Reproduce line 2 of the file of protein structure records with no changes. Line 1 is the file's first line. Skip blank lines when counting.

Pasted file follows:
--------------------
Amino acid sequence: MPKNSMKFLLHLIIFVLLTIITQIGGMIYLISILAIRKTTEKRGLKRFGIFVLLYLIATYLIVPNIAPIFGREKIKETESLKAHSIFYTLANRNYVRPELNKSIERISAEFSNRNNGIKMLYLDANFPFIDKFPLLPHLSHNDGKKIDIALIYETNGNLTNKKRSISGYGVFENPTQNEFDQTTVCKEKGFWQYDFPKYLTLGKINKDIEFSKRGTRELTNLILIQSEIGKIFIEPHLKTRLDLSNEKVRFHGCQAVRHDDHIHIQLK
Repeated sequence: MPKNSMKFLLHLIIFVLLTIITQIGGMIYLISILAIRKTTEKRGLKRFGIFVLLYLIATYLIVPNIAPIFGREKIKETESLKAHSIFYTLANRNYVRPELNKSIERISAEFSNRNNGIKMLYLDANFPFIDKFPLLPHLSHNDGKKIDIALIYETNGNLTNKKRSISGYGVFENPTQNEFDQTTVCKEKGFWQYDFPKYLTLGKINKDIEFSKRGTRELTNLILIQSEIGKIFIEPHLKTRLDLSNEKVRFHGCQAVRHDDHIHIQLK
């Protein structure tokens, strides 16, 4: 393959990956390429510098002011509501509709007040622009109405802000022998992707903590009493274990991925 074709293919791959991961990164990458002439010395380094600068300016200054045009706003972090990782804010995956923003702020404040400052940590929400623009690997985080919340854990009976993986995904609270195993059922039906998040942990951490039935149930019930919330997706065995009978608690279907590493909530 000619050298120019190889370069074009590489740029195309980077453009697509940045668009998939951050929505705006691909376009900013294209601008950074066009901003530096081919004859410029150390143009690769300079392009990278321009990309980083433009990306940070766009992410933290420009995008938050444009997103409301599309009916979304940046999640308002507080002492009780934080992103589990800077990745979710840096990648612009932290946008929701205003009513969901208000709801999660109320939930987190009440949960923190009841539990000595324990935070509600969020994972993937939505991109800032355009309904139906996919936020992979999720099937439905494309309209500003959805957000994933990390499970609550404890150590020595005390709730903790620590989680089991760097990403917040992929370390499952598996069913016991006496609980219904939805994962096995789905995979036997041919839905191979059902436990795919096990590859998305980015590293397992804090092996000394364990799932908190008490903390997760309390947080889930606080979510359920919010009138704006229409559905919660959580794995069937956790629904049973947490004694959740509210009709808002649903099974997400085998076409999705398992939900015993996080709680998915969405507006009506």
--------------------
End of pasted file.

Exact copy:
Repeated sequence: MPKNSMKFLLHLIIFVLLTIITQIGGMIYLISILAIRKTTEKRGLKRFGIFVLLYLIATYLIVPNIAPIFGREKIKETESLKAHSIFYTLANRNYVRPELNKSIERISAEFSNRNNGIKMLYLDANFPFIDKFPLLPHLSHNDGKKIDIALIYETNGNLTNKKRSISGYGVFENPTQNEFDQTTVCKEKGFWQYDFPKYLTLGKINKDIEFSKRGTRELTNLILIQSEIGKIFIEPHLKTRLDLSNEKVRFHGCQAVRHDDHIHIQLK